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Strategies for Lower Payments

By Kari Santos | Dec. 2, 2014
News

Law Office Management

Dec. 2, 2014

Strategies for Lower Payments

The federal government now offers borrowers several ways to cope with repayment

Working in the public sector or for a nonprofit, you may qualify for the best overall terms under Public Service Loan Forgiveness. After ten years, any remaining debt and accrued interest may be discharged, tax-free.

Once you're enrolled in that program, your best strategy is to arrange for your payments to be calculated using Pay As You Earn (PAYE) because it requires the lowest monthly payments.

As a private-sector employee, you can limit your student debt burden in four basic ways:

1) Avoid taking forbearance or deferring payments because interest will continue to accrue and PAYE makes it less useful.

2) Any time your income or obligations change, reevaluate your repayment plan.

3) Research payment plans, trying your best to find a way to pay off your debt within ten years, starting with loans that carry the highest interest rates. This is by far your cheapest option overall.

4) If there's no way you can make the payments required on a standard ten-year plan, enroll in a reduced-payment program:

PAYE requires the lowest payments (minimum 10 percent of adjusted gross income). But it also could leave you with the biggest income-tax bill at the end when your remaining principal and interest are forgiven.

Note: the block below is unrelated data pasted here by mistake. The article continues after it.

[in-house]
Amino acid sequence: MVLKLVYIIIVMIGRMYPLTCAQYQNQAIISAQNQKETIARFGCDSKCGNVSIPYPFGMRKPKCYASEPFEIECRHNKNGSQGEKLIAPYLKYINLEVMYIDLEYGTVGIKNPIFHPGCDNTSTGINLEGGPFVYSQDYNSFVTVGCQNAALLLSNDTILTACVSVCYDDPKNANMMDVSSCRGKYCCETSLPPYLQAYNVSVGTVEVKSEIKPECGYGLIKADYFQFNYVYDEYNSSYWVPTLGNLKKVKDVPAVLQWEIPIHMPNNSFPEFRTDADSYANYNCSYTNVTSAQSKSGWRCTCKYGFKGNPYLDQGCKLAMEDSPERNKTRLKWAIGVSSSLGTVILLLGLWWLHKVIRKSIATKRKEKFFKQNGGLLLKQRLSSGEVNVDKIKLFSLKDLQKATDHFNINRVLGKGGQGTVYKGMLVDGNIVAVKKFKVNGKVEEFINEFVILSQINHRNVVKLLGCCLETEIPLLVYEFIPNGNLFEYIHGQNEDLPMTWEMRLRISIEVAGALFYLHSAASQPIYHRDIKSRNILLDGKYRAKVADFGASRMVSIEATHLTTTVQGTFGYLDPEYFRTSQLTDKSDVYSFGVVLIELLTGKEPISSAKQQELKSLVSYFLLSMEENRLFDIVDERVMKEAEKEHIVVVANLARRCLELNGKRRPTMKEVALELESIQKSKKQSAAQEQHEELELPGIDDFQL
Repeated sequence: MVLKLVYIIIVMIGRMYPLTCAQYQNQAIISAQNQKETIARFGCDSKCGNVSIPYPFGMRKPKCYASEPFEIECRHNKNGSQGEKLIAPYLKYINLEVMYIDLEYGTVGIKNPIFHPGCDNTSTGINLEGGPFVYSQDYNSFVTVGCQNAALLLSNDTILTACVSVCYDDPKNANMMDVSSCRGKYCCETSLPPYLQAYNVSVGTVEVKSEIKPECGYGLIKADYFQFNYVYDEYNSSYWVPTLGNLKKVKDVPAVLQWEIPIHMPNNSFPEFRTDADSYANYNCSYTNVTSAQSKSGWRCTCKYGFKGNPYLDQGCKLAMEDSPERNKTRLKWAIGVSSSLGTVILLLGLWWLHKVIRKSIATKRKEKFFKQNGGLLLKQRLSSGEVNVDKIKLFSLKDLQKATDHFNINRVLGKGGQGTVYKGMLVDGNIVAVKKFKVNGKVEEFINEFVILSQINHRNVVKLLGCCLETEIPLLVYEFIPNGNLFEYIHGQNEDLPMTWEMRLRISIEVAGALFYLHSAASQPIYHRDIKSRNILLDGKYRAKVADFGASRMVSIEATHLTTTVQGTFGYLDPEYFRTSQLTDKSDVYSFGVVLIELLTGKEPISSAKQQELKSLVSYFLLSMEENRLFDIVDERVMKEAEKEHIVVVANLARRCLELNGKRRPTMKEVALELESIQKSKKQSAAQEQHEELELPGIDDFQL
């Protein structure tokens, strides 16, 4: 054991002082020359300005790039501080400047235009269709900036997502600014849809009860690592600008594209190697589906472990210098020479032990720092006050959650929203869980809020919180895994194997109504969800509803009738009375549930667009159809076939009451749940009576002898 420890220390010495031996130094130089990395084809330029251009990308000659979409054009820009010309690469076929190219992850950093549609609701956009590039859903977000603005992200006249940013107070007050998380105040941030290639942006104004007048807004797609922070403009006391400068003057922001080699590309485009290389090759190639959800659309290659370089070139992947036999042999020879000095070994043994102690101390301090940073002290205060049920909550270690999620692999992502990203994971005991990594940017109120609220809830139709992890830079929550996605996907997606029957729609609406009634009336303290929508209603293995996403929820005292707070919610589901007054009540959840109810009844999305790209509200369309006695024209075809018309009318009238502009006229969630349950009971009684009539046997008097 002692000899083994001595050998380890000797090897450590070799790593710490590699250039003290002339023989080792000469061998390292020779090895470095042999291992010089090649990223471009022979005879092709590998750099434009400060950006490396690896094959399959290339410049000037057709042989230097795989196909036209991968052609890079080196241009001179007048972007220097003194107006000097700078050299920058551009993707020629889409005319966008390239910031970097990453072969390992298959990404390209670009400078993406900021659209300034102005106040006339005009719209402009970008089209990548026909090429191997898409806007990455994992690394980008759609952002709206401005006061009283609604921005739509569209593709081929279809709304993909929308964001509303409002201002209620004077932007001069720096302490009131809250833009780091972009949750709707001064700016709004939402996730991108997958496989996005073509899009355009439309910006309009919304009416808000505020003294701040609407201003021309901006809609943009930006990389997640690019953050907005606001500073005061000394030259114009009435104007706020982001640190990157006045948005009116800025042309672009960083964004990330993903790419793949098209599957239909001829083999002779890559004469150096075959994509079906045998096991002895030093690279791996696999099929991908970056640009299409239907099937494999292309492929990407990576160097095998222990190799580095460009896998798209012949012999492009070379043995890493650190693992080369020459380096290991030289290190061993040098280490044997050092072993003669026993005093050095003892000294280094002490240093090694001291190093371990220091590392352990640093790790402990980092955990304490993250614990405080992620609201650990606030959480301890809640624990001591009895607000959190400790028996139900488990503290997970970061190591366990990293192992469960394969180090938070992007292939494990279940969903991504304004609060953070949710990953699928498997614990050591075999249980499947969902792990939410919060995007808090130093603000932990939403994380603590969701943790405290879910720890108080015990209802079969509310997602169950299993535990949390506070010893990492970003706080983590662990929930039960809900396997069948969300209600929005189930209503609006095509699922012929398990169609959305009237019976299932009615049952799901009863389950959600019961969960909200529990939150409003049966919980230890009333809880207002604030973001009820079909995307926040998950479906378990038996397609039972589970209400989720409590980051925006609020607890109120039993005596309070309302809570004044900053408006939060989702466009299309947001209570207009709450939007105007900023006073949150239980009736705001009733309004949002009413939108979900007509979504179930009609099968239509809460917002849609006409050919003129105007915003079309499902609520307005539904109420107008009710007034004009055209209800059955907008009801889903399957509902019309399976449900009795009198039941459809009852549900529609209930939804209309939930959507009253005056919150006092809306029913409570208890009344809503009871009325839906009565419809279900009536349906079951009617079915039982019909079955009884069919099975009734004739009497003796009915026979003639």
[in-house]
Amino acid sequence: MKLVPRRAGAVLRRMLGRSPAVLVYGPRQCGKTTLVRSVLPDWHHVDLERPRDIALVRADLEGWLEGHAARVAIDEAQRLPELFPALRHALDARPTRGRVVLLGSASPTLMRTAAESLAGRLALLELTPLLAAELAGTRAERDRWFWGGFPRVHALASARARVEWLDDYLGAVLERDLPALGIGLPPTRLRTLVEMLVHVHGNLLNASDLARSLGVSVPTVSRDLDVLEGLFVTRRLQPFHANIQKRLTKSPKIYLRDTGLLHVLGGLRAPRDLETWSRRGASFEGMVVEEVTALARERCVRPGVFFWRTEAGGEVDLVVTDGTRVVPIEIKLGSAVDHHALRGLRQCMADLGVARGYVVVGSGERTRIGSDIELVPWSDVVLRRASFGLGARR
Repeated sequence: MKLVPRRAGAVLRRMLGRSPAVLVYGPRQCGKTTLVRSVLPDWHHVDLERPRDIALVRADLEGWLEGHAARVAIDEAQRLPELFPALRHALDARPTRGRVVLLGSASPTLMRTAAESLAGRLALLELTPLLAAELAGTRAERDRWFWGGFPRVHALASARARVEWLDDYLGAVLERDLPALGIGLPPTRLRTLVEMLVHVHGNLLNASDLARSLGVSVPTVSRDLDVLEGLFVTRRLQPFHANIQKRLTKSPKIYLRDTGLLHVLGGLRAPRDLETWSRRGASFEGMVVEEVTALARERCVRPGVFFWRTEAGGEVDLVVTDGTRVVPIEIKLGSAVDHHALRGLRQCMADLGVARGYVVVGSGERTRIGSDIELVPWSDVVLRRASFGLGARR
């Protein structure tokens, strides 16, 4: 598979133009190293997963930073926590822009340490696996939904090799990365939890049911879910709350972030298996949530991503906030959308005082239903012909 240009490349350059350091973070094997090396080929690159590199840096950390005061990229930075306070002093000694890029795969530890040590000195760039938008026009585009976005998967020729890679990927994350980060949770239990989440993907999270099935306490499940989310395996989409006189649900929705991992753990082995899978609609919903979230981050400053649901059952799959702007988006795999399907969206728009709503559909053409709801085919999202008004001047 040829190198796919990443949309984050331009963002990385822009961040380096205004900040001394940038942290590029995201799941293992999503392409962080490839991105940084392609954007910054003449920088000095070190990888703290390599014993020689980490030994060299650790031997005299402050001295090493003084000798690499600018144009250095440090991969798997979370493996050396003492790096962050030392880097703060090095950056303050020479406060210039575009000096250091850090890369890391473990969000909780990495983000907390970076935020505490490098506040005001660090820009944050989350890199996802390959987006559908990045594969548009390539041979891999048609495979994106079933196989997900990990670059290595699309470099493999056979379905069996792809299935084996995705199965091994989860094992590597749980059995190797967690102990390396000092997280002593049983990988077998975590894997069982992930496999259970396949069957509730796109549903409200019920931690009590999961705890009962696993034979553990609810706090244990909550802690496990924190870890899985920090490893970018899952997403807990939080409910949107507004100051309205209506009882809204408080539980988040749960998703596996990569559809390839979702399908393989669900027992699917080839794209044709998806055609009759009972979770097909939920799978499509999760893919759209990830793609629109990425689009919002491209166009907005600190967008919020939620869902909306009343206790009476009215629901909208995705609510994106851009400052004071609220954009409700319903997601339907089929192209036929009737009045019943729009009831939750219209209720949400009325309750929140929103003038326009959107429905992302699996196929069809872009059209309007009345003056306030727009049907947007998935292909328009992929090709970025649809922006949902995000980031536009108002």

Income-Based Repayment (IBR) requires minimum installments of 15 percent of income, which forces you to pay down your loans slightly faster. Still, you'll potentially face a large income-tax bill on the amount forgiven.

Under any income-based repayment plan, you may be able to lower your adjusted gross income - and thereby your minimum monthly payments - by taking these steps:
-File your income taxes separately from your spouse.
-Contribute to a Roth IRA.
-Contribute pretax earnings to a health savings account. -N.M.

For more information, see the Department of Education's repayment estimator at StudentLoans.gov to calculate how much you will owe based on your current loan and salary.

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Kari Santos

Daily Journal Staff Writer

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